We believe that by supporting a diverse community of computer systems, we will benefit a more diverse community of computer users today, which are well, human beings. Hence "Interface in Polymorphism" should belong to everyone, just like the diversity of people today.

Interface for the minority of desktop operating systems.

Now here's the question, what is the system font for Linux (and perhaps others like Haiku or BSD)? The answers is many, depending on distros and desktop environments. To simplify this answer, let's look at the original, recommended set of system font stack:

font-family: -apple-system, BlinkMacSystemFont, "Segoe UI", Roboto, Oxygen-Sans, Ubuntu, Cantarell, "Helvetica Neue", sans-serif;

Here, Oxygen was chosen to cater Linux distros running the KDE Plasma 5 desktop environment. However, in 2016 the KDE community decided to replace it with Google's Noto Sans, presumably to better support non-Latin alphabet letters, just like this case for Cyrillic.

Then we have Cantarell, the system font for the GNOME desktop environment. And here, I can see why Cantarell is placed after Ubuntu (more on that later), as earlier versions of Cantarell are very, very, ugly.

Yes, this ugly version of Cantarell is still available through Google Fonts.

Since then the same font has been improvised to look even better, and now also available in different weights (e.g. Light or Extra Bold). The official website of Purism shows how good is Cantarell today.

Yep, they used Cantarell for everything.

Finally, as what the name states, "Ubuntu" refers to the Ubuntu font primarily used in Ubuntu, one of the most popular Linux distro. Despite being a Linux fan, I'm not actually a fan of the font itself and prefer to replace it with Cantarell on my Linux installations.

One designer talked about how Ubuntu performs the best amongst legacy macOS system fonts (Lucida Sans and Helvetica Neue) when it comes to legibility and (un)ambiguity:

Helvetica is hard to decipher

No need to argue, Helvetica is not the most legible. However it’s remarkable how well Ubuntu performs in the above screenshot. Especially an interface typeface has to provide enough distinction between its various glyphs. Think about passwords, user names, data tables, drop down lists… Your interface must display them in an unambiguous way. You don’t want your users to pause for even a fraction of a second to decipher glyphs and shapes.

"The Best UI Typeface Goes Unnoticed" by Thomas Byttebier, 2015.

Sure, "Interface in Polymorphism" should account the diversity of desktop OSes, but the same phrase should also account the diversity of desktop environments, including GNOME, KDE, Budgie, Pantheon, MATE, LxQt, Cinnamon, and so on.

However, looking at Stack Exchange / StackOverflow's and Firefox's perspective for the system font stack, I'm personally afraid that developers will generalize Ubuntu as the default system font for any Linux distribution - which we shouldn't.

The "perfect" set of system fonts.

Again, let me show you again our great system font stack:

font-family: "Segoe UI Variable Text", -apple-system, BlinkMacSystemFont, Inter, "Segoe UI", Cantarell, "Open Sans", "Noto Sans", Ubuntu, Roboto, Helvetica, Arial, sans-serif, "Apple Color Emoji", "Segoe UI Emoji", "Segoe UI Symbol", "Noto Color Emoji"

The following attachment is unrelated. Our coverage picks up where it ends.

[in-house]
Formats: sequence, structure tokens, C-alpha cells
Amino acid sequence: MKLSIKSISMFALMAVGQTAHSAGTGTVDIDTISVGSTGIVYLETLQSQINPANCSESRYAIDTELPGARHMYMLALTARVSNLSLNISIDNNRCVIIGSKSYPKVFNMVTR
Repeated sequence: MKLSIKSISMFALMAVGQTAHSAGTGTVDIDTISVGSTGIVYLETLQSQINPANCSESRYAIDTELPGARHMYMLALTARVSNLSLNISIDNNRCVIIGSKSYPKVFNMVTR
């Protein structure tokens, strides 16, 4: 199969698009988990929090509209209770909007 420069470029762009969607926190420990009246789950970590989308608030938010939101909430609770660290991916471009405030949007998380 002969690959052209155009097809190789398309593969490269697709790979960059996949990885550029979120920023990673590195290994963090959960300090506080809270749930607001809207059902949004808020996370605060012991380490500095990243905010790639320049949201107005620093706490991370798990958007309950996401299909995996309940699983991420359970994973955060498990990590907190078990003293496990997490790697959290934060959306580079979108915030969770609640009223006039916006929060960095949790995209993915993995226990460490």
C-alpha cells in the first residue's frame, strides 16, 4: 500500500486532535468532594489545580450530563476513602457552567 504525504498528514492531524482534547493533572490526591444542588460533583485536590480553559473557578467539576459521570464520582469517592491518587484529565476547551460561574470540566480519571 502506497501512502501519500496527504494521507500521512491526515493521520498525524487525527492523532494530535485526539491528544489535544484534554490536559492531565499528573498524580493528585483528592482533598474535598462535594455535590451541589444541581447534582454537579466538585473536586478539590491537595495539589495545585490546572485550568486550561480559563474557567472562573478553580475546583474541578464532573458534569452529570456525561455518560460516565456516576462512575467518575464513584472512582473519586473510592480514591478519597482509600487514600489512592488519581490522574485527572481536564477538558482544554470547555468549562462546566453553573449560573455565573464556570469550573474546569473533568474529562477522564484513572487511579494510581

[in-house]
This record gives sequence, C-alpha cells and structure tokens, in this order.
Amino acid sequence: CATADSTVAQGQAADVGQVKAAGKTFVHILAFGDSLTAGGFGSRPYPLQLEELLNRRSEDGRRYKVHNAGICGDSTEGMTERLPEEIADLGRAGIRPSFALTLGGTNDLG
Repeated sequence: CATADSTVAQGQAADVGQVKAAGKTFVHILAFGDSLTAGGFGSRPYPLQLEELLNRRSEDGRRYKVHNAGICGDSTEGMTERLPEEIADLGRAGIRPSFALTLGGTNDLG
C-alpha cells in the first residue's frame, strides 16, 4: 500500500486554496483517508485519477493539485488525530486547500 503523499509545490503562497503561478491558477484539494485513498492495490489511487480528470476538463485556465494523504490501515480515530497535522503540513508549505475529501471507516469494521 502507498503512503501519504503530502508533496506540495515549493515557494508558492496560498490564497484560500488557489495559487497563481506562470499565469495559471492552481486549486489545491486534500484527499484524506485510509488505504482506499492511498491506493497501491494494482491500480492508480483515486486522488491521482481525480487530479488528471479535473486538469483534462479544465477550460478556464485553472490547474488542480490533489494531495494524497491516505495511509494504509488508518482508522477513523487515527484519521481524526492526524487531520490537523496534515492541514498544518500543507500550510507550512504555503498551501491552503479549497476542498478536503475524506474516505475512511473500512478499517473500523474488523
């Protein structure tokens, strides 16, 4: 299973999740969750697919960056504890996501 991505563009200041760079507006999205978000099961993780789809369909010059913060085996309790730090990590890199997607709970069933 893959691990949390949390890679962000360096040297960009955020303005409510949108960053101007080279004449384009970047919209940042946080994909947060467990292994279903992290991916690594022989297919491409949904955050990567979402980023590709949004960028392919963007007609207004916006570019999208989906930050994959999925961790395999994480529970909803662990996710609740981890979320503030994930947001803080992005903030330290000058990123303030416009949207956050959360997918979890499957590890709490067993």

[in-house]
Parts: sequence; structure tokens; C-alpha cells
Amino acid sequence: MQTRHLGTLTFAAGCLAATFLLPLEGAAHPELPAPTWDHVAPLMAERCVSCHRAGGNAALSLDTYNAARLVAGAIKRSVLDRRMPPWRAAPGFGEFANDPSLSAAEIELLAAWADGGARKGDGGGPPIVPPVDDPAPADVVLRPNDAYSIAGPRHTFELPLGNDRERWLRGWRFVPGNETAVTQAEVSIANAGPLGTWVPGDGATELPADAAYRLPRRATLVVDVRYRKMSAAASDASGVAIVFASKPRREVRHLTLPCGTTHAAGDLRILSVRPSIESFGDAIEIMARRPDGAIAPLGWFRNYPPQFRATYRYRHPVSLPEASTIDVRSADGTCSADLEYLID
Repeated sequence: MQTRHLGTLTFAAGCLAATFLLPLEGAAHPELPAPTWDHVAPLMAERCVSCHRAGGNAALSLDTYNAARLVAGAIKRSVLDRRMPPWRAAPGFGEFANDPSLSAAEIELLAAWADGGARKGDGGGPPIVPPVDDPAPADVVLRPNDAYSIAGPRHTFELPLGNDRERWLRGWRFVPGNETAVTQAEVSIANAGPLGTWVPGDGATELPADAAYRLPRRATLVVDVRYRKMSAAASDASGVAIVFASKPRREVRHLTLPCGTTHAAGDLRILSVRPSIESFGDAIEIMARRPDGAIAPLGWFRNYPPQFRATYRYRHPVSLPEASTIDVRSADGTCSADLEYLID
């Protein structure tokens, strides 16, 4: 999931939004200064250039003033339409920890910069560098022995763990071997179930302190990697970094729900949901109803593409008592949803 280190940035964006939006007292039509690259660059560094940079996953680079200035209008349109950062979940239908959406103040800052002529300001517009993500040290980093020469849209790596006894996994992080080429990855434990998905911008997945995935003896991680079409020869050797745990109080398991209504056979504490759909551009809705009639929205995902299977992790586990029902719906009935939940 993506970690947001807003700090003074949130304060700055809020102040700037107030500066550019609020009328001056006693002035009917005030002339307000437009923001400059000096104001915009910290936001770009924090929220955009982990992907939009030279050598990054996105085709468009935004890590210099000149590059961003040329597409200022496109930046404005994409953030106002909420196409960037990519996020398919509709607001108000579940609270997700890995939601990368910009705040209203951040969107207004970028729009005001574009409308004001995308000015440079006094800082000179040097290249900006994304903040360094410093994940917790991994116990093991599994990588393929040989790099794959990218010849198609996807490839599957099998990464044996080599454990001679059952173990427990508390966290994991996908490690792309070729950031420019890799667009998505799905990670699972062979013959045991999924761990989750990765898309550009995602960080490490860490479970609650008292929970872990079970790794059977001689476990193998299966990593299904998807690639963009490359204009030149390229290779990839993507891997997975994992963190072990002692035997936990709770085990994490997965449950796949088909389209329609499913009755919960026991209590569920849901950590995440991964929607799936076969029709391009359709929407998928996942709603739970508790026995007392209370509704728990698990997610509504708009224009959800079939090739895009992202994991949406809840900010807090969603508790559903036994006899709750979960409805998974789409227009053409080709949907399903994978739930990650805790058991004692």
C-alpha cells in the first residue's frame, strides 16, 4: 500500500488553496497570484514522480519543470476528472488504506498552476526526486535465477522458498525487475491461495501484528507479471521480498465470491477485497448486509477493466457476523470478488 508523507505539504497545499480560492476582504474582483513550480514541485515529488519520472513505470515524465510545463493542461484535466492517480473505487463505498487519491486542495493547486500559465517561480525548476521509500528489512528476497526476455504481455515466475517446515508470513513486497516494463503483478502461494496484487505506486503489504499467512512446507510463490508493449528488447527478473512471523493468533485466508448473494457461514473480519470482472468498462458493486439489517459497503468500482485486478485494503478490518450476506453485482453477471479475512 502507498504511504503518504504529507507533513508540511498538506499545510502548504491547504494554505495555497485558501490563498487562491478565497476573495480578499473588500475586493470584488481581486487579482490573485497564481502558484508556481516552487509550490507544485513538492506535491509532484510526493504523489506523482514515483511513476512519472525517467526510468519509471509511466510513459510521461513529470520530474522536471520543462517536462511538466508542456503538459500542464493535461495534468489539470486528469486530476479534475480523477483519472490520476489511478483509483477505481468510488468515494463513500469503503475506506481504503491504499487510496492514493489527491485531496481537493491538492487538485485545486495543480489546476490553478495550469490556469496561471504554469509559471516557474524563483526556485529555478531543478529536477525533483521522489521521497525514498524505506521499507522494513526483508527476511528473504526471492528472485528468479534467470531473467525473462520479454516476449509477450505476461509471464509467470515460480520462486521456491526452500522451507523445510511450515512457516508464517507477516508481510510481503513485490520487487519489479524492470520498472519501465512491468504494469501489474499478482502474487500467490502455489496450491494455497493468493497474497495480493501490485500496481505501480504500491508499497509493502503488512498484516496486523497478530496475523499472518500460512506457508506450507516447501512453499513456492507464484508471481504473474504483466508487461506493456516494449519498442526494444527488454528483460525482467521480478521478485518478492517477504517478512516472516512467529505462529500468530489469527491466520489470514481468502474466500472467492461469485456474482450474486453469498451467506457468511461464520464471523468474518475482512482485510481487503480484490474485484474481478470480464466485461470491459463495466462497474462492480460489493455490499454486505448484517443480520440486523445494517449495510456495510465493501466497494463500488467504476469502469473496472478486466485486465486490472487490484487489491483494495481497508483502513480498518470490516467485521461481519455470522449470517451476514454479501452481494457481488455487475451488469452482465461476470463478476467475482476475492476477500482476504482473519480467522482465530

Here, you've seen why I included -apple-system, BlinkMacSystemFont, Segoe UI, and Roboto. But what about the others?

But first, where's ui-sans-serif and system-ui?

Well, they're not in the list due to some concerns when it comes to web browser's decisions to choose the right system font in Linux. But more on that later

For Windows.

font-family: "Segoe UI Variable Text", -apple-system, BlinkMacSystemFont, Inter, "Segoe UI", Cantarell, "Open Sans", "Noto Sans", Ubuntu, Roboto, Helvetica, Arial, sans-serif, "Apple Color Emoji", "Segoe UI Emoji", "Segoe UI Symbol", "Noto Color Emoji"

One of the new additions to this font stack is Segoe UI Variable, the new system font for Windows 11. The new font really matters to me as I'm also a hater of the original font while liking this new one. Here's why:

If you look closely at the above image, the new Segoe UI Variable font characters matches the style of Inter, aka. the "open-source, cheap free clone of Apple's San Fransisco". Yeah, developers today really love and using it everywhere; you can see Inter being used everywhere today from GitHub to Mozilla and everywhere.

For Android, iOS, iPadOS, and macOS.

font-family: "Segoe UI Variable Text", -apple-system, BlinkMacSystemFont, Inter, "Segoe UI", Cantarell, "Open Sans", "Noto Sans", Ubuntu, Roboto, Helvetica, Arial, sans-serif, "Apple Color Emoji", "Segoe UI Emoji", "Segoe UI Symbol", "Noto Color Emoji"

Nothing's different here, as Android users will get Roboto and Apple users will get what they want. However, we dropped Helvetica Neue and Lucida Grande from the stack since we feel most of the Apple devices today run the latest operating systems. As a reference, San Fransisco is available on iOS 9 and later as well as macOS / OS X El Capitan (10.11).

Note: If we included both of them on the stack, well we must put Tahoma, too!

However, there are two specific reasons why Roboto is included almost at the end of the stack, sitting next to Helvetica and Arial. First is because we'd like to favor Linux distributions' preferred system fonts other than Roboto (e.g. Open Sans or Cantarell), and we decided to load Roboto from Google Fonts instead to provide compatibility with on pre-Android Lollipop (5.0) devices.

For Linux (and other Unix-like) distributions.